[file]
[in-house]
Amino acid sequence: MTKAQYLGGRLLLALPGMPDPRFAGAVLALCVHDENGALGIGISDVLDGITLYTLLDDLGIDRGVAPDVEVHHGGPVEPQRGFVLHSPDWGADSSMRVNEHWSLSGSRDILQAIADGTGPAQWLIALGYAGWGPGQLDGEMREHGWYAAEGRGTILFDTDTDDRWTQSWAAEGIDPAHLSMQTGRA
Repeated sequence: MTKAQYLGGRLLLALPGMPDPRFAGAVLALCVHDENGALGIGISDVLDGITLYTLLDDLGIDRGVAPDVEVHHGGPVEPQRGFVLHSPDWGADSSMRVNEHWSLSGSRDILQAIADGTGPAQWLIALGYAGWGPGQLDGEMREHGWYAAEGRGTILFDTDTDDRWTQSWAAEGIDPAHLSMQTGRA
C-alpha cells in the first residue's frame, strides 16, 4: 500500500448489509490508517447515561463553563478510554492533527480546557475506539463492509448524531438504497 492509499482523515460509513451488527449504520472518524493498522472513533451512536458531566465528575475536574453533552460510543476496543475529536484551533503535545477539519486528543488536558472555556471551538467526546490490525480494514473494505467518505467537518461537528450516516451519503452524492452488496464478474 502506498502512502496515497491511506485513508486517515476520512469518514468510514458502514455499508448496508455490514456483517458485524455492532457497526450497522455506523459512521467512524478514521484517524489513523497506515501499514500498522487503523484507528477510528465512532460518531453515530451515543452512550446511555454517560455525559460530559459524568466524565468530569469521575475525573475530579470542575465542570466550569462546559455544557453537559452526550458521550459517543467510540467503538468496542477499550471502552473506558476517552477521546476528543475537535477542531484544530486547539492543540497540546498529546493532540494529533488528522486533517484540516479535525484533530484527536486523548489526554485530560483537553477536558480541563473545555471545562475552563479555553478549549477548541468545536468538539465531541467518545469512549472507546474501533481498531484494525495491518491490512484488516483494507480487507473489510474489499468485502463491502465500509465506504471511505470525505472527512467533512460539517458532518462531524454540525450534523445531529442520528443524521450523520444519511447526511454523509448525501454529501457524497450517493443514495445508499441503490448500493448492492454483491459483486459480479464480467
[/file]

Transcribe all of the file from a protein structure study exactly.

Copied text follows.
[in-house]
Amino acid sequence: MTKAQYLGGRLLLALPGMPDPRFAGAVLALCVHDENGALGIGISDVLDGITLYTLLDDLGIDRGVAPDVEVHHGGPVEPQRGFVLHSPDWGADSSMRVNEHWSLSGSRDILQAIADGTGPAQWLIALGYAGWGPGQLDGEMREHGWYAAEGRGTILFDTDTDDRWTQSWAAEGIDPAHLSMQTGRA
Repeated sequence: MTKAQYLGGRLLLALPGMPDPRFAGAVLALCVHDENGALGIGISDVLDGITLYTLLDDLGIDRGVAPDVEVHHGGPVEPQRGFVLHSPDWGADSSMRVNEHWSLSGSRDILQAIADGTGPAQWLIALGYAGWGPGQLDGEMREHGWYAAEGRGTILFDTDTDDRWTQSWAAEGIDPAHLSMQTGRA
C-alpha cells in the first residue's frame, strides 16, 4: 500500500448489509490508517447515561463553563478510554492533527480546557475506539463492509448524531438504497 492509499482523515460509513451488527449504520472518524493498522472513533451512536458531566465528575475536574453533552460510543476496543475529536484551533503535545477539519486528543488536558472555556471551538467526546490490525480494514473494505467518505467537518461537528450516516451519503452524492452488496464478474 502506498502512502496515497491511506485513508486517515476520512469518514468510514458502514455499508448496508455490514456483517458485524455492532457497526450497522455506523459512521467512524478514521484517524489513523497506515501499514500498522487503523484507528477510528465512532460518531453515530451515543452512550446511555454517560455525559460530559459524568466524565468530569469521575475525573475530579470542575465542570466550569462546559455544557453537559452526550458521550459517543467510540467503538468496542477499550471502552473506558476517552477521546476528543475537535477542531484544530486547539492543540497540546498529546493532540494529533488528522486533517484540516479535525484533530484527536486523548489526554485530560483537553477536558480541563473545555471545562475552563479555553478549549477548541468545536468538539465531541467518545469512549472507546474501533481498531484494525495491518491490512484488516483494507480487507473489510474489499468485502463491502465500509465506504471511505470525505472527512467533512460539517458532518462531524454540525450534523445531529442520528443524521450523520444519511447526511454523509448525501454529501457524497450517493443514495445508499441503490448500493448492492454483491459483486459480479464480467